Intestinal Gas Production
A considerable amount of gas is present in the gastrointestinal contents of all animals, and much of this is eliminated through the anus as flatus. Complaints of excessive gastrointestinal gas production in people and their pets are common. What we know about intestinal gas production and disposition has largely be gathered from studies with humans.
Five gases constitute greater than 99% of the gases passed as flatus: N2, O2, CO2, H2 and methane. None of these gases has an odor, and the characteristic odor of feces is due to very small quantities of a few other gases, including hydrogen sulfide, scatols and indoles. There is considerable individual variation in the contribution of each of these gases to total gas, but nitrogen typically predominates. Volume of gas elaborated also varies widely. In normal adult humans, the rate of excretion of gas per rectum ranges between 200 and 2000 ml per day. Ingestion of certain foods, beans being the classical example, is widely recognized to increase the rate of gas production.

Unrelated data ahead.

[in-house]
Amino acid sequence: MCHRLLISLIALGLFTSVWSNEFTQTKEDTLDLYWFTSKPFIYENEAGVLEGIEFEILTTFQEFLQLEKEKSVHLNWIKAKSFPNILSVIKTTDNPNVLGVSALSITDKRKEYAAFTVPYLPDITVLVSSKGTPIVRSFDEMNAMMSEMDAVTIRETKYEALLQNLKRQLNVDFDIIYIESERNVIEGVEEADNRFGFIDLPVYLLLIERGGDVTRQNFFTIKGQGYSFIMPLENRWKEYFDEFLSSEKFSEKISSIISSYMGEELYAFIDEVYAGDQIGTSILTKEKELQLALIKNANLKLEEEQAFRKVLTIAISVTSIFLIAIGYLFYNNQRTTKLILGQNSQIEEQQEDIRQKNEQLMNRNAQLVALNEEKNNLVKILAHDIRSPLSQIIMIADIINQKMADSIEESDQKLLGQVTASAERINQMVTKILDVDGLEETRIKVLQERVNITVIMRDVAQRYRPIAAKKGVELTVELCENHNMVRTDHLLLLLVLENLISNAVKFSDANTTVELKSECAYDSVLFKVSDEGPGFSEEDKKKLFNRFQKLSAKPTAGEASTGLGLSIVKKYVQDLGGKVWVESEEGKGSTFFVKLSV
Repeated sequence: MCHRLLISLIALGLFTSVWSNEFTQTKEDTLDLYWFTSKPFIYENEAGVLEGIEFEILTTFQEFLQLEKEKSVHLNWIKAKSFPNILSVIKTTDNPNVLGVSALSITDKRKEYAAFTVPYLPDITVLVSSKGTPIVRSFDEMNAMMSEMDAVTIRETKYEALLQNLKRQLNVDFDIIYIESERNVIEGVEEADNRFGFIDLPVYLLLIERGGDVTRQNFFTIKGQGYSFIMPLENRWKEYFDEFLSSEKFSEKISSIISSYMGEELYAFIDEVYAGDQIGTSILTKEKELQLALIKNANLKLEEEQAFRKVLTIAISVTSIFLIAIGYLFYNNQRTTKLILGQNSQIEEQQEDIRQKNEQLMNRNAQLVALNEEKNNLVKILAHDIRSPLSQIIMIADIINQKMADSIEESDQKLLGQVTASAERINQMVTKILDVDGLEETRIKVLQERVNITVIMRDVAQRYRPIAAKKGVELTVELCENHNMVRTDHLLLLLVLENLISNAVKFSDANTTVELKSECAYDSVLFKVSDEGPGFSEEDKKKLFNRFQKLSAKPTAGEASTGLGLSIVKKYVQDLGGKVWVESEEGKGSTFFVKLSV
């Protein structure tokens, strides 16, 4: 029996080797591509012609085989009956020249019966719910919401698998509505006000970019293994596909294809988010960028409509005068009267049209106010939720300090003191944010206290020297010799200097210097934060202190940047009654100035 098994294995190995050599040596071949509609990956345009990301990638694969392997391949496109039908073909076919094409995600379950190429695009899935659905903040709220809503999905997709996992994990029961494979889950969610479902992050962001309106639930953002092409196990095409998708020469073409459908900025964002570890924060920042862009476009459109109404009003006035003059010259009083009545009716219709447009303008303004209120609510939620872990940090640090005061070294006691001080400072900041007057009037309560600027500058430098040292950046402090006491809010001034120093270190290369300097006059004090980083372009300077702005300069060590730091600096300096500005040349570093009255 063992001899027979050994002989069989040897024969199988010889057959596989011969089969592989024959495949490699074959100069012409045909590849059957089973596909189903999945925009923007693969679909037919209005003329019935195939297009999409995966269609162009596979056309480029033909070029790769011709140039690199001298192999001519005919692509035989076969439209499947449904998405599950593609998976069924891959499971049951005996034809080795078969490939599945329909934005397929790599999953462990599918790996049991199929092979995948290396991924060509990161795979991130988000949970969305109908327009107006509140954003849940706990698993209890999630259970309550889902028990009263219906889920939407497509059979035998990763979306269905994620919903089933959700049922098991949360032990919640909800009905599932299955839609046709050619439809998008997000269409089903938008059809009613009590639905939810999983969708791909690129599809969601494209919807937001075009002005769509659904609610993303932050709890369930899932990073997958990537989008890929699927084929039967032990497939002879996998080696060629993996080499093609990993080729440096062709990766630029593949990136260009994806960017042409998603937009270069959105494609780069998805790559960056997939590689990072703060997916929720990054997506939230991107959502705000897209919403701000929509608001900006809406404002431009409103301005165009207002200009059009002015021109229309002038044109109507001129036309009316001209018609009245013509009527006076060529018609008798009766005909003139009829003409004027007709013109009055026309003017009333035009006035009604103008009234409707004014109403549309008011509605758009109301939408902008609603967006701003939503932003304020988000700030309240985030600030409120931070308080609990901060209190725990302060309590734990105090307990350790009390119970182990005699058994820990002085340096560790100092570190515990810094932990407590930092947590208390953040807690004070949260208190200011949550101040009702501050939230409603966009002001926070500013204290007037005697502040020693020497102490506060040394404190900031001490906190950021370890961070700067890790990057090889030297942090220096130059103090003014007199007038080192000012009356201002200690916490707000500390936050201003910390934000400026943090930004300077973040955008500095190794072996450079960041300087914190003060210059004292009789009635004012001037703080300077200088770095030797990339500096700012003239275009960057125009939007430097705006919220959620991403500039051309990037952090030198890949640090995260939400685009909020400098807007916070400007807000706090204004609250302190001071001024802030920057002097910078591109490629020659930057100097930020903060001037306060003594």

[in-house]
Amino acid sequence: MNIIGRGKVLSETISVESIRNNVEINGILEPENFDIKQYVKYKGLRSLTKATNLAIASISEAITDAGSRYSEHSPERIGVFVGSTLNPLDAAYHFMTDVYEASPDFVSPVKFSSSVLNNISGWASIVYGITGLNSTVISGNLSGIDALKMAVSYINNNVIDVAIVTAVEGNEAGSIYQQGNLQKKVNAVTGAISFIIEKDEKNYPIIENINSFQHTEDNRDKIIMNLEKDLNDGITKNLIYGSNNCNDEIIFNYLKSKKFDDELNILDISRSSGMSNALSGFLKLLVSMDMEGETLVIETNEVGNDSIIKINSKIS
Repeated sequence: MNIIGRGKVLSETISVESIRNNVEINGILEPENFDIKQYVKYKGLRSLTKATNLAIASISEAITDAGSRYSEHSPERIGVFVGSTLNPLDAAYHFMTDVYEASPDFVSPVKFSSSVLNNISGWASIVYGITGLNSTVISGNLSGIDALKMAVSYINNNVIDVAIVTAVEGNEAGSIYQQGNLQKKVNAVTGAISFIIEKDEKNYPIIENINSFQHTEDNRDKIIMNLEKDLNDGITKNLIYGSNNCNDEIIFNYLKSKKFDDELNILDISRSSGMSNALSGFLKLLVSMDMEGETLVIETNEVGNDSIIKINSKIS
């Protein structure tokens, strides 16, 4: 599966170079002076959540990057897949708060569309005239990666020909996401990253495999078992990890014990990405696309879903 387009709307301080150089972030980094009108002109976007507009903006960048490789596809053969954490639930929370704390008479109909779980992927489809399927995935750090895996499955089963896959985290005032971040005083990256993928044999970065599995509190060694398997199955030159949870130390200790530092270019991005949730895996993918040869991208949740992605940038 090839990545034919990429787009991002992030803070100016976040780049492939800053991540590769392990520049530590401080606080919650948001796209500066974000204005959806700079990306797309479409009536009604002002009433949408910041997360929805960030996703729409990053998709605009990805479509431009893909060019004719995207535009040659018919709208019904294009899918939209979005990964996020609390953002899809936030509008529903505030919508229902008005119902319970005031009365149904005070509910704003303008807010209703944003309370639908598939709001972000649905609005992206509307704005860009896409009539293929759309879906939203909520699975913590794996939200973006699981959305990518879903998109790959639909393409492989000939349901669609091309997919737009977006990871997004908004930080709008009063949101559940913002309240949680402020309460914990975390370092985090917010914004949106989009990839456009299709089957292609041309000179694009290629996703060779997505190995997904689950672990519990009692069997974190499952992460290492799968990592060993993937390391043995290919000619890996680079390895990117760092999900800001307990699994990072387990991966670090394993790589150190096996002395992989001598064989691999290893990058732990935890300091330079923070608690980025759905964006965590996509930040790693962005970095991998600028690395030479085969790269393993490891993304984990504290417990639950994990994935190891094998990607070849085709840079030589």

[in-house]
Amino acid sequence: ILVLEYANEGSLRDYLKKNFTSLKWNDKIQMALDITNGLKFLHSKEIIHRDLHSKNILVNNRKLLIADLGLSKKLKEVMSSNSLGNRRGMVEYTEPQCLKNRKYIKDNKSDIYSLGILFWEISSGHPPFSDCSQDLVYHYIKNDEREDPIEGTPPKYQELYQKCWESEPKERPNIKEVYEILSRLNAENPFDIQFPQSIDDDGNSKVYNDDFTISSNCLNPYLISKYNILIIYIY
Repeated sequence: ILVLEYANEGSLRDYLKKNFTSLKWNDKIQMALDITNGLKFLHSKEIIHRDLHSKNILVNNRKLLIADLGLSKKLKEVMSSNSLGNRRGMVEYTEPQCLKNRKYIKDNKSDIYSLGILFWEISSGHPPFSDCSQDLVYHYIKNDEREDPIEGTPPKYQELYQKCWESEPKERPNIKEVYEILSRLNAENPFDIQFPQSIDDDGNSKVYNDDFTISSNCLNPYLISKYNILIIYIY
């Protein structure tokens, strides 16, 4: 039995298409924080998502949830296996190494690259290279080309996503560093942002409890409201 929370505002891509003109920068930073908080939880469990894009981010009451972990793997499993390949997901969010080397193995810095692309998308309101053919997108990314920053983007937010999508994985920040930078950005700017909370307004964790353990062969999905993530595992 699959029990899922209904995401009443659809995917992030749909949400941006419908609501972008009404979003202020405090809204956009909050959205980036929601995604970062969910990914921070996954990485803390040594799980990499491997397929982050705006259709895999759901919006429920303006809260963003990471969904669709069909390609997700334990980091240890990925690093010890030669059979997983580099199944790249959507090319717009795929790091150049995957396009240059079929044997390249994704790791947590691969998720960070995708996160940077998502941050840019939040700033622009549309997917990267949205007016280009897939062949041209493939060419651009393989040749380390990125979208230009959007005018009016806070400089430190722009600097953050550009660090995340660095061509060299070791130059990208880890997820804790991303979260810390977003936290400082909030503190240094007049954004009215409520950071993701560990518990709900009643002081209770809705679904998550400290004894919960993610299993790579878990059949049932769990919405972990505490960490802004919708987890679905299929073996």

There are three principal sources of the five major intestinal gases:
Intestinal gases are a frequent cause of minor, occasionally major, social embarrassment, but can they ever be of truly dangerous? Both H2 and CH4 are combusible and potentially explosive. In human hospitals, there have been many explosions in the colon triggered by use of electrocautery performed through a proctosigmoidoscope. Many of these cases occurred when mannitol, a fermentable carbohydrate, was used as a purgitive to cleanse the colon. Use of non-fermentable cleansing agents has virtually eliminated this kind of accident.
|Index of: The Large Intestine|
Last updated on July 11, 2006
|Author: R. Bowen|
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